softwarevisualization
 
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softwarevisualization
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04 February 2012 10:37
 

Forgot to post my bookmark on this topic that is extremely informative from a health and green POV.


http://www.greenbuildingadvisor.com/blogs/dept/musings/should-green-homes-burn-wood

 
chichesterpsalms
 
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chichesterpsalms
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04 February 2012 11:08
 

I’ve been reading Sam’s writings for several years now, and I’m continually impressed with the logic and clarity of his arguments. I am also the proud owner of a high efficiency EPA certified wood burning insert (emissions at 3.4 grams/hour) which we use to heat our New England home all winter.

My question is this: with emissions at 3.4 grams/hour and a re-entry fraction of 70%, that means we’ve got around 2.4 grams/hour of “bad particles” re-entering our home due to our wood burning. I have no way of assessing how harmful that is. It seems facile to say “any increase is bad”: We live about 2 miles from an interstate. What’s the ingress particle contribution from that? And what rate is safe anyway? 20 grams/hour? 0.001 grams/hour? Increasing the particle content of the air we breathe by 2.4 grams/hour leads to exactly what percent increase in mortality, COPD, asthma, etc?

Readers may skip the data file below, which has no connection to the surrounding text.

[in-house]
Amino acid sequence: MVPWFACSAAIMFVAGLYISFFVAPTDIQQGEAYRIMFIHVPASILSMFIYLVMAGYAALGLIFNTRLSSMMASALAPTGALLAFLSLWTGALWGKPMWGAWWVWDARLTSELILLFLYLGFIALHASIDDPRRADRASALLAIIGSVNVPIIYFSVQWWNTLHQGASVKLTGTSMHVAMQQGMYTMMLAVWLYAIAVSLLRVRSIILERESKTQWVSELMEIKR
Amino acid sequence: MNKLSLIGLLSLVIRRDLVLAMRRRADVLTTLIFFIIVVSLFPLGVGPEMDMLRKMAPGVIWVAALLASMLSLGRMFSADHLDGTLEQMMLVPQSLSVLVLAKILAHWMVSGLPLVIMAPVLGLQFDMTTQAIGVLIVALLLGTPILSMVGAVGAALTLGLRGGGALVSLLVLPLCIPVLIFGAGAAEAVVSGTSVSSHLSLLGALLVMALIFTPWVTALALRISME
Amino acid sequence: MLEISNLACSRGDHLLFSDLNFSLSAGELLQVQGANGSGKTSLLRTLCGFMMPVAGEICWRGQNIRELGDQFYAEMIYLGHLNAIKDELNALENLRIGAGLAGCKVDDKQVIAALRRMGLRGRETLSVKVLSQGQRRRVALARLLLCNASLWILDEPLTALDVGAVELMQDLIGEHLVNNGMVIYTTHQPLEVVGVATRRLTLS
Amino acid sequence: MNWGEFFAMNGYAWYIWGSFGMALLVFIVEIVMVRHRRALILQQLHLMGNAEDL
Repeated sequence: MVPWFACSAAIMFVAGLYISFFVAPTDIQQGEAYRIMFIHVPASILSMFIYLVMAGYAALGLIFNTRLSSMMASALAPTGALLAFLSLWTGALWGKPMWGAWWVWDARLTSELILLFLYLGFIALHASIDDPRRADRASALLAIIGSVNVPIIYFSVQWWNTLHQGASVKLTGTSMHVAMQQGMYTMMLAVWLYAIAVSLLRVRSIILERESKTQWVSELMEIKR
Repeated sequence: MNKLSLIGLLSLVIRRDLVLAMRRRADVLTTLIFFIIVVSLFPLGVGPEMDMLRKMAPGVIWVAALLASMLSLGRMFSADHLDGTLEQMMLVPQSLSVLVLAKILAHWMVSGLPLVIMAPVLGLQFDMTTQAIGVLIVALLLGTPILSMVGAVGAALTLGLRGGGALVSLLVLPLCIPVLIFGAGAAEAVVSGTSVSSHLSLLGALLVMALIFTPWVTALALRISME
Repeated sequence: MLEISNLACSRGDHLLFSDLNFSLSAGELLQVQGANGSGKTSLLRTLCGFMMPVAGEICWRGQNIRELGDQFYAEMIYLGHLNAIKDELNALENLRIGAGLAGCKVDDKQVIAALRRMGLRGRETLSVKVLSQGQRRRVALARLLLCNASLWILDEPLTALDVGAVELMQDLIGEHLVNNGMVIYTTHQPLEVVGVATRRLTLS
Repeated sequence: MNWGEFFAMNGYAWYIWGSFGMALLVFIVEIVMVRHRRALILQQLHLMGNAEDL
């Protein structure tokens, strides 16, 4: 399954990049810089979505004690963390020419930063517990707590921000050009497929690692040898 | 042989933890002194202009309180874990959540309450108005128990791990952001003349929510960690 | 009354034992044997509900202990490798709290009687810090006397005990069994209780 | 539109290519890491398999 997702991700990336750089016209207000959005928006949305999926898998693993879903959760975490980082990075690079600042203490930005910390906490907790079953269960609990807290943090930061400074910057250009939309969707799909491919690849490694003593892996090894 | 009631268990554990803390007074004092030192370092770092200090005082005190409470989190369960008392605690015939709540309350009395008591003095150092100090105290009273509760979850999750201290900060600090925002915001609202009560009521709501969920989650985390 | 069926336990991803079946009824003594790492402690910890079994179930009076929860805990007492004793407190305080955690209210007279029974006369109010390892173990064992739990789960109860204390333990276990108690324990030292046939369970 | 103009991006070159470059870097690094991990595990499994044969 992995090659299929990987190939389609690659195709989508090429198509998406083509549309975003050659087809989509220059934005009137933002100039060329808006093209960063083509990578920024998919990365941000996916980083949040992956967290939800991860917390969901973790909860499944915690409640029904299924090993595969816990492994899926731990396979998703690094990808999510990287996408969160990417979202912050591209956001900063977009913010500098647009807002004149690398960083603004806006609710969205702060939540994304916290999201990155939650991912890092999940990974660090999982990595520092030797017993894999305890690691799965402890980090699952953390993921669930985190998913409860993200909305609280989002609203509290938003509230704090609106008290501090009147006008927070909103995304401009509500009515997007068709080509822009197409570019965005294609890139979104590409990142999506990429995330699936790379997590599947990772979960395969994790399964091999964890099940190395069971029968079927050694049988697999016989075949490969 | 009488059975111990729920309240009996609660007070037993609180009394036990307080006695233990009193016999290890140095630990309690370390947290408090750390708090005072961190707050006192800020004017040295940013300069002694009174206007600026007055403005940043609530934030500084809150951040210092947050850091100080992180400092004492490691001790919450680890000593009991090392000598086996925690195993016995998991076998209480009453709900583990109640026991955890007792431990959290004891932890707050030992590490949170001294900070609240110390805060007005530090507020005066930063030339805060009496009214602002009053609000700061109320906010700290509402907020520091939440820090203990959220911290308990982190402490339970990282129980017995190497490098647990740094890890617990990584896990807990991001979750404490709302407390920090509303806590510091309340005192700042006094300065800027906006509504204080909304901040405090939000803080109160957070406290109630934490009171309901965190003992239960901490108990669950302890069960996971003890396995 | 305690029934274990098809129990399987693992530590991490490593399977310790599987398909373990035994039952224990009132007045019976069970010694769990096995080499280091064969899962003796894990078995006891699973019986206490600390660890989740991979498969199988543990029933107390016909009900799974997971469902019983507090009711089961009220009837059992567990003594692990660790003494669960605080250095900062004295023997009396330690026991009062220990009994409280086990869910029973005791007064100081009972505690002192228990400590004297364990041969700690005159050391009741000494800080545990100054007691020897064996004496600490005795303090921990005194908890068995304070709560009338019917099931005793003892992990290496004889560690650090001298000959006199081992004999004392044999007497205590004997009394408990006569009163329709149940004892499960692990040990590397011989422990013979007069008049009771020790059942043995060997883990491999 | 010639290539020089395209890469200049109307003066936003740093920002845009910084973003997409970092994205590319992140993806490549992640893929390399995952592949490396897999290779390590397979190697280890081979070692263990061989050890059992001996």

Don’t the answers to these questions matter in terms of deciding whether I should stop burning wood? (BTW, the neighbors are far away, hence my self-centered line of questioning).

[ Edited: 04 February 2012 11:18 by chichesterpsalms]